We learn to use colours when we are just children. Yellow for the sun, green for the grass, blue for the sky. But it is only as we grow up that we learn to understand and appreciate all their subtle variations.


Colours subdivide into primary, secondary and tertiary.

The primary colours are the ones from which all other colours and their shades can be obtained, and are yellow, red and blue.

Secondary colours are made by blending equal amounts of two primary colours: for example, if we mix the same amount of red and the same amount of yellow we will get orange.

Tertiary colours, on the other hand, are made by blending two primary colours but in different proportions, giving colours with different levels of brightness: for example, depending on the quantities of the different pigments added, a blue may be midnight blue, cobalt blue, aquamarine, indigo and so on.


Colour blending is fundamental, especially for some professions. Painters, for example, frequently mix their colours, either on the palette or on the canvas itself.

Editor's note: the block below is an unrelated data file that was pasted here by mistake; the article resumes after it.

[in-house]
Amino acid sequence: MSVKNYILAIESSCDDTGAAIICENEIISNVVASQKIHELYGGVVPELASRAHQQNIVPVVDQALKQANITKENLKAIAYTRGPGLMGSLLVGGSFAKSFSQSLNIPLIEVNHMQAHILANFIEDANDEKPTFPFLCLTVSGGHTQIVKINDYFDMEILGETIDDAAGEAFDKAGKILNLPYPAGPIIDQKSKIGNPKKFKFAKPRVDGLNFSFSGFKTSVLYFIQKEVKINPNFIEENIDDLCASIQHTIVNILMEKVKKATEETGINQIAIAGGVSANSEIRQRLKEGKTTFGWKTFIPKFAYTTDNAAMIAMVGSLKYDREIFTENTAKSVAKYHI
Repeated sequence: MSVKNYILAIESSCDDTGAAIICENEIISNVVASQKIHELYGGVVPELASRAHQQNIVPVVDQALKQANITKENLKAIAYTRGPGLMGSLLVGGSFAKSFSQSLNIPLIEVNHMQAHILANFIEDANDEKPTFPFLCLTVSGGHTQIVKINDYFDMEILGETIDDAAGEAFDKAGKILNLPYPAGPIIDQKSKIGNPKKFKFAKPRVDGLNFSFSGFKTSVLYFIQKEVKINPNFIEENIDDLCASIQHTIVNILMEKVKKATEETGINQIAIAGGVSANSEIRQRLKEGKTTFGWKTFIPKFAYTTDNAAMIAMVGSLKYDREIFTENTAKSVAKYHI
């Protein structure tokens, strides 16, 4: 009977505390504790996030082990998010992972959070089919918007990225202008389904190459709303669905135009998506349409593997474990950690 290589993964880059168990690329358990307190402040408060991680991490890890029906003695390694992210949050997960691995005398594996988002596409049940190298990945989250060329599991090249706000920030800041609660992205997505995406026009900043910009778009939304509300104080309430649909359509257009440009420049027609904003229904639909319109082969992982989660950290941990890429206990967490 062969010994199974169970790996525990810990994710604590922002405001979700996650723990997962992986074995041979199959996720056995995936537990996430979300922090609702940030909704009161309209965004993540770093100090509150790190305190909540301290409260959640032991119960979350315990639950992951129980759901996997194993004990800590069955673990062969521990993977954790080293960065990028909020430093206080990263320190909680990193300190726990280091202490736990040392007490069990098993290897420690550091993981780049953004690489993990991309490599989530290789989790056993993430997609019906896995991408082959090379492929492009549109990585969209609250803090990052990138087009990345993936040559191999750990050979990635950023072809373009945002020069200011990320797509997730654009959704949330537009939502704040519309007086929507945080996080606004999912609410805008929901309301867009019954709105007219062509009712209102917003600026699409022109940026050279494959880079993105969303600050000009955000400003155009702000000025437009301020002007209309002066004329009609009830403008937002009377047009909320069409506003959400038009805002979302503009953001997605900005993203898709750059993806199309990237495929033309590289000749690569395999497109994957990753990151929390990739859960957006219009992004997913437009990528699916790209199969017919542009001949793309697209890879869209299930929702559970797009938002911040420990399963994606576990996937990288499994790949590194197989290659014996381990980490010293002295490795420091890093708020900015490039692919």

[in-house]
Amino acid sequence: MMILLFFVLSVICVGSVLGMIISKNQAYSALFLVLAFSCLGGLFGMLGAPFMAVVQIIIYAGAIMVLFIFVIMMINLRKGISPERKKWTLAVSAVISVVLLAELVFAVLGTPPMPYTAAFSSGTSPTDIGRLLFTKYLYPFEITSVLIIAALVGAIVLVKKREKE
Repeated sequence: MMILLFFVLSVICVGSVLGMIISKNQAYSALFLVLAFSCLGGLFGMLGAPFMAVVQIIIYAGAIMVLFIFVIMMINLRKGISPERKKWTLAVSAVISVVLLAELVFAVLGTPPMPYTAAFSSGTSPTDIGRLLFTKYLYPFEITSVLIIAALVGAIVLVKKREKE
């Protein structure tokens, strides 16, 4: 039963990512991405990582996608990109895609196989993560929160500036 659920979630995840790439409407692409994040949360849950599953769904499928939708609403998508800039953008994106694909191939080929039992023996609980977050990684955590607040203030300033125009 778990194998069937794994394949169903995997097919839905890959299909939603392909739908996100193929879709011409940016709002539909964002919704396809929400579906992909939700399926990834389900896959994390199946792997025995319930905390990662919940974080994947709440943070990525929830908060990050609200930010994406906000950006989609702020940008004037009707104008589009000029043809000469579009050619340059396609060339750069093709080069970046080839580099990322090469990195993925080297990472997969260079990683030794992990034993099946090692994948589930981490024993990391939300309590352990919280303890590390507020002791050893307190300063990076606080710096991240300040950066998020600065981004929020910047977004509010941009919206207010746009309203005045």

Other people who work with colours on a daily basis include graphic designers, illustrators and printers, the people who produce and create the layouts of the books, magazines, newspapers and printed advertisements we see every day.


For anyone who colours with pencils, for work or pleasure, the market offers a new aid, actually introduced some time ago, called a blender. It is a pencil with a colourless lead in the matrix material used to hold the pigments of coloured pencils together. The blender dissolves the pigment on the paper and redistributes it, to tone down its colour.


There are no two ways about it: the world of blending is truly full of subtle variations.